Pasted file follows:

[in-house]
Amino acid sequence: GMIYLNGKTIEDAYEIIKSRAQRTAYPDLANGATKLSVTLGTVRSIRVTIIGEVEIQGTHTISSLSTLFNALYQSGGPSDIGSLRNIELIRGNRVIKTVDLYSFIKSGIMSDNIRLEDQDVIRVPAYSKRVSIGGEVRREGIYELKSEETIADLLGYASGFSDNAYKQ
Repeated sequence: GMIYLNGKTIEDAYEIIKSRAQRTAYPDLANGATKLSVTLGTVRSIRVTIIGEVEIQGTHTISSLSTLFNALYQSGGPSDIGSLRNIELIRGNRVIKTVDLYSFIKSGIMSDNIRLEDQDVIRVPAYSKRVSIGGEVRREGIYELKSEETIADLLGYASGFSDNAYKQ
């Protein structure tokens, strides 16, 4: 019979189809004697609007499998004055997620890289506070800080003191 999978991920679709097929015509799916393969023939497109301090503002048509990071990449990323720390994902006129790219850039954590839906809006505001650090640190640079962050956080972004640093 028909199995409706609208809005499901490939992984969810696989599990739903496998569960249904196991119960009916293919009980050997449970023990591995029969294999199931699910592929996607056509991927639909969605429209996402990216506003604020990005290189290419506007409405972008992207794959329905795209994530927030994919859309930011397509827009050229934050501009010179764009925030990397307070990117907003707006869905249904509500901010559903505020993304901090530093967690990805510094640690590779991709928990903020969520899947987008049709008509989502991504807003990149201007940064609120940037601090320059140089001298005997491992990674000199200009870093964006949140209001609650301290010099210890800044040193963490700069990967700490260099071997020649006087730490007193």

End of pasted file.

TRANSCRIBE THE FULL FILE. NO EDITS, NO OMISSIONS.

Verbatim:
[in-house]
Amino acid sequence: GMIYLNGKTIEDAYEIIKSRAQRTAYPDLANGATKLSVTLGTVRSIRVTIIGEVEIQGTHTISSLSTLFNALYQSGGPSDIGSLRNIELIRGNRVIKTVDLYSFIKSGIMSDNIRLEDQDVIRVPAYSKRVSIGGEVRREGIYELKSEETIADLLGYASGFSDNAYKQ
Repeated sequence: GMIYLNGKTIEDAYEIIKSRAQRTAYPDLANGATKLSVTLGTVRSIRVTIIGEVEIQGTHTISSLSTLFNALYQSGGPSDIGSLRNIELIRGNRVIKTVDLYSFIKSGIMSDNIRLEDQDVIRVPAYSKRVSIGGEVRREGIYELKSEETIADLLGYASGFSDNAYKQ
């Protein structure tokens, strides 16, 4: 019979189809004697609007499998004055997620890289506070800080003191 999978991920679709097929015509799916393969023939497109301090503002048509990071990449990323720390994902006129790219850039954590839906809006505001650090640190640079962050956080972004640093 028909199995409706609208809005499901490939992984969810696989599990739903496998569960249904196991119960009916293919009980050997449970023990591995029969294999199931699910592929996607056509991927639909969605429209996402990216506003604020990005290189290419506007409405972008992207794959329905795209994530927030994919859309930011397509827009050229934050501009010179764009925030990397307070990117907003707006869905249904509500901010559903505020993304901090530093967690990805510094640690590779991709928990903020969520899947987008049709008509989502991504807003990149201007940064609120940037601090320059140089001298005997491992990674000199200009870093964006949140209001609650301290010099210890800044040193963490700069990967700490260099071997020649006087730490007193």